The problems associated with fast food are well known. But this hasn’t stopped researchers from continuing to plumb the depths in several new studies.
A new study released in December by researchers at Michigan State and Baylor College of Medicine determined that only 3 percent of kids’ meals served at fast-food restaurants actually met federal dietary guidelines.
In a study of fast food meals available in Houston, 97% of available options exceeded federal guidelines in terms of fat and calories. The researchers also noted that 25% of children aged 4 to 8 years consume fast food on a typical day.
Another study has established a connection between a fast food diet and an increased risk of Alzheimer’s disease. This study, from Sweden’s KI Alzheimer’s Disease Research Center, determined that mice that were fed a diet rich in fat, sugar and cholesterol for nine months developed a preliminary stage of the morbid irregularities that form in the brains of Alzheimer’s patients.
This steady drumbeat of news has focused attention on government efforts to increase our awareness of what we’re actually eating when we saunter up to the counter and order a double cheeseburger with fries.
New York City is now requiring restaurants with 15 or more outlets to post the calorie content of food next to the price i.e., on menu boards. According to the New York Times, “The resulting sticker shock has brought parts of a great city to its knees, often to do push-ups.”
Last fall, California became the first state to require calorie counts, although that law is less restrictive than New York’s. In all, nearly three dozen states, cities and counties have passed or introduced laws that would require calorie posting in some form. And two proposals moving through Congress would make calorie postings uniform nationwide. One, the Labeling Education and Nutrition Act, is backed by the restaurant industry and would give restaurants and grocery stores selling prepared foods a choice of labeling formats, including posters near the cash register or disclosures on the back of the menu. It would pre-empt tougher laws, like New York City’s. A second proposal, the Menu Education and Labeling Act, is supported by public health advocates and more closely mirrors New York City’s law. It would not pre-empt more stringent local laws.
Meanwhile, fast food companies are getting the message. Yum Brands, which owns KFC, Taco Bell, Pizza Hut and other fast-food restaurants, will start voluntarily posting calorie counts for individual servings in its restaurants nationwide later this year, said Jonathan Blum, a company spokesman.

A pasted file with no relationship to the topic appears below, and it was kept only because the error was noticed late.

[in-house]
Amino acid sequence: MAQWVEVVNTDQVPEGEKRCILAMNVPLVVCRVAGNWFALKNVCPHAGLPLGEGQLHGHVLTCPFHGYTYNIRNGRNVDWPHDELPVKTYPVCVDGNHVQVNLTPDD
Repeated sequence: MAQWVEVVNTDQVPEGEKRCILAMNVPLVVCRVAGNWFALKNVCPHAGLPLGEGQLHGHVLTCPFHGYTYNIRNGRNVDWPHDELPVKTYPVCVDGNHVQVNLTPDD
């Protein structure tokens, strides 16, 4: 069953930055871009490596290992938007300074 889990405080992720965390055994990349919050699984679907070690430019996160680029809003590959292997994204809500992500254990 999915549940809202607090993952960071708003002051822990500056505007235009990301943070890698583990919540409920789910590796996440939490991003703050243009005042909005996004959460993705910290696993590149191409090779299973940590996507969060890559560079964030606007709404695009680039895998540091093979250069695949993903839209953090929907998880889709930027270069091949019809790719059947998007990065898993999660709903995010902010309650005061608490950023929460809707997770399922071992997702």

One study advises us to keep this in context. The U.S. Department of Agriculture Continuing Survey of Food Intakes by Individuals reveals that while fast food and regular restaurant (table service) meals are larger and have more calories than meals prepared at home, the typical fast food meal is actually smaller and has fewer calories than the average meal from a table service restaurant.
Will calorie and fat gram counts soon be required on every menu? Stay tuned.
One final note on the beverage front. Over the past few years, many of us have migrated from soda to seemingly healthier beverage options, such as juice, energy drinks, and fancy waters like Coca-Cola’s VitaminWater.
Most readers of this newsletter know that juices typically have as much if not more sugar per serving than non-diet sodas. But what you may not know is that VitaminWater has a whopping 33 grams of sugar per bottle.
This fact has caught the attention of the Center for Science in the Public Interest (CSPI), which is suing Coke for deceptive and unsubstantiated claims on VitaminWater. The suit claims that Coke markets VitaminWater as a healthful alternative to soda by labeling its several flavors with such health buzz words as “defense,” “rescue,” “energy,” and “endurance.”
“Coke fears, probably correctly, that they’ll sell less soda as Americans become increasingly concerned with obesity, diabetes, and other conditions linked to diets too high in sugar,” said CSPI litigation director Steve Gardner. “VitaminWater is Coke’s attempt to dress up soda in a physician’s white coat. Underneath, it’s still sugar water, albeit sugar water that costs about ten bucks a gallon.”